Happy New Year!
The holiday season most likely boosted the sales of smartphones and tablets. This, after many parents and adults probably thought high-technology “toys” were better than the usual dolls, train sets and Lego blocks.
There is a growing perception that electronic gadgets are more “educational” or would better help in promoting literacy and numeracy. And so, more kids got tabs and smartphones as Christmas gifts.
But it seems experts are not exactly sold on the idea that high-tech gadgets boost learning.
Bree Fowler of the Associated Press (AP), in a story carried online by MSN News, reported that “some experts note there’s no evidence that screen time—whether from a TV or tablet—provides any educational or developmental benefits for babies and toddlers.”
The story even warned that screen time “takes away from activities that do promote development, such as non-electronic toys and adult interaction.”
Fowler said experts cautioned that “too much screen time has been linked to behavior problems and delayed social development in older children.”
Engaging the child
The AP report quoted Dimitri Christakis, a pediatrician at Seattle Children’s Hospital (in Washington State, United States), saying some educational games and apps had some value “if they engage a child and prompt him to interact with the device.” However, the physician added that if all a child did was watch videos on tabs, “then it’s just like watching TV, which has a limited ability to engage a child.”
Christakis advised parents to make sure tablet time was not replacing more important activities like sleeping, reading or interacting with adults.
The pediatrician also noted that “the single most important thing for children is time with parents and caregivers. Nothing is more important in terms of social development. If time with the tablet comes at the expense of that, that’s not good.”
Rahill Briggs, a pediatric psychologist at New York’s Montefiore Medical Center, told AP that tablet use for the youngest children should be limited.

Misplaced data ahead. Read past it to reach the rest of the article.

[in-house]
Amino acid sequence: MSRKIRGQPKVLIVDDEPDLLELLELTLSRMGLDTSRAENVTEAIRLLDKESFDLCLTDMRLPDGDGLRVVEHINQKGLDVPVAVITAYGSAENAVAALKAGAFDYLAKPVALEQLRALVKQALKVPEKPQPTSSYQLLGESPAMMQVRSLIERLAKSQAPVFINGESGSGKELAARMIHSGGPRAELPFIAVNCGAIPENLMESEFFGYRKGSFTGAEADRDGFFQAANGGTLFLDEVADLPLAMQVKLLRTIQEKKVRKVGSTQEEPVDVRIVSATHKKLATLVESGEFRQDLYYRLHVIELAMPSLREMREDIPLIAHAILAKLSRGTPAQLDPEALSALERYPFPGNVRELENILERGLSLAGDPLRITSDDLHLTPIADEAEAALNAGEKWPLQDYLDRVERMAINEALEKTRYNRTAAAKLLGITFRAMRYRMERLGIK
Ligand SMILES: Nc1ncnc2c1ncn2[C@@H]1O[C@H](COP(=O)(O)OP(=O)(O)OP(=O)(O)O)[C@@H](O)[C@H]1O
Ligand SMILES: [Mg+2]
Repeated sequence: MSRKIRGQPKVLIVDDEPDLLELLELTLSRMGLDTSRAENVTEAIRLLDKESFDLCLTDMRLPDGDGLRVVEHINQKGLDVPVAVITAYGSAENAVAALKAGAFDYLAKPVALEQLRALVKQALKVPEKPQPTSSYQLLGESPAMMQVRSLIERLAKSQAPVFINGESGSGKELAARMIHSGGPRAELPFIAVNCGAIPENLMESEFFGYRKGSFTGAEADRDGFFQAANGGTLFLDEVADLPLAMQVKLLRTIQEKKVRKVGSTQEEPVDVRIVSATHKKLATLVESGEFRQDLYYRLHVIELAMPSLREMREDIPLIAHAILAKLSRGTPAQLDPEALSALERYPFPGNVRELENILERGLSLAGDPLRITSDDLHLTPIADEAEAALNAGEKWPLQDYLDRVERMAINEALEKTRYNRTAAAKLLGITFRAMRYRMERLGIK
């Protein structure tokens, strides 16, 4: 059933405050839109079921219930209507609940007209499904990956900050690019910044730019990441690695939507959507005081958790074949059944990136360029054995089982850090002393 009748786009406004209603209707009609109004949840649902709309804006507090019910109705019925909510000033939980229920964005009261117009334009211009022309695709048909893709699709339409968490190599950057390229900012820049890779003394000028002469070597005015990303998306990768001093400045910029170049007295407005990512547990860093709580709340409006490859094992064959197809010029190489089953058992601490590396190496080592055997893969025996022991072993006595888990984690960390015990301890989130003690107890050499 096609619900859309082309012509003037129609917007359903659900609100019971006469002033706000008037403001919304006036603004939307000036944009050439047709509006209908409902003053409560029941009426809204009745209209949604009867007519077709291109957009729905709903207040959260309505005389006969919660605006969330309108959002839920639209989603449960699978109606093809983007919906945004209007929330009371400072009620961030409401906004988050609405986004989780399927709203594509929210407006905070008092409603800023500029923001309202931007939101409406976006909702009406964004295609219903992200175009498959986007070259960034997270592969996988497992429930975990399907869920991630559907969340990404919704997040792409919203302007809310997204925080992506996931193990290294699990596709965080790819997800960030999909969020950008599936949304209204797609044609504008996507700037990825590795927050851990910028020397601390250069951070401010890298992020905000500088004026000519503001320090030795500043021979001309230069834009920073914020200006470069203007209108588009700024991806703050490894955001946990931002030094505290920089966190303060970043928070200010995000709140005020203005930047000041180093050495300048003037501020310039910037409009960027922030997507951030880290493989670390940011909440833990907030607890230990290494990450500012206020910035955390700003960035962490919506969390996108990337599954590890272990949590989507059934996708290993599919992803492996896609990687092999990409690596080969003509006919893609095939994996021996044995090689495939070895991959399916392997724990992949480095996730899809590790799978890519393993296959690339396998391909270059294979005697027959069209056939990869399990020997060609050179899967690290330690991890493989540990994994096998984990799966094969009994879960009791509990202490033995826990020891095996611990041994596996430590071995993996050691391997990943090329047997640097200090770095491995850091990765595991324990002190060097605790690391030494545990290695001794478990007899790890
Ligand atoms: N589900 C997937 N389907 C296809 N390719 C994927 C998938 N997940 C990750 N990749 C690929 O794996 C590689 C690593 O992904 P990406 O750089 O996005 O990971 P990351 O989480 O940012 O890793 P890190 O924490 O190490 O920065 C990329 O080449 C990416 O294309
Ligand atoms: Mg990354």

Too much screen time, she said, could slow down language development. For older children, she said too much tablet use could slow down social development.
She expressed concern that “the solitary nature of the activity means that kids aren’t using that time to learn how to make friends or pick up on social cues.”
There are also some experts who insist that tabs and smartphones have “unique educational benefits.”
Jill Buban, dean of the School of Education at Post University in Waterbury, Connecticut, said the more children absorbed and understood technology before they started school, the more comfortable they would be when they have to use it in class for the first time.
She, however, advised close adult monitoring of gadget use. Buban said “even the best educational apps must be monitored by parents, and limited. She recommends no more than 30 minutes of tablet usage at a time in light of the short attention spans of most young kids.”
In the same AP story, Susan Linn, director of the Campaign for a Commercial-Free Childhood, said parents “should be wary of any TV show or app that touts educational benefits for babies or toddlers, saying that scientists have yet to prove that there are any.
Linn said what young children need is “hands-on creative play, active time and face-to-face time with the people that love them.”
As she told AP: “The best toys are the ones that just lie there until the child transforms them. If all children do is push a button, that’s not the kind of play that promotes learning.”
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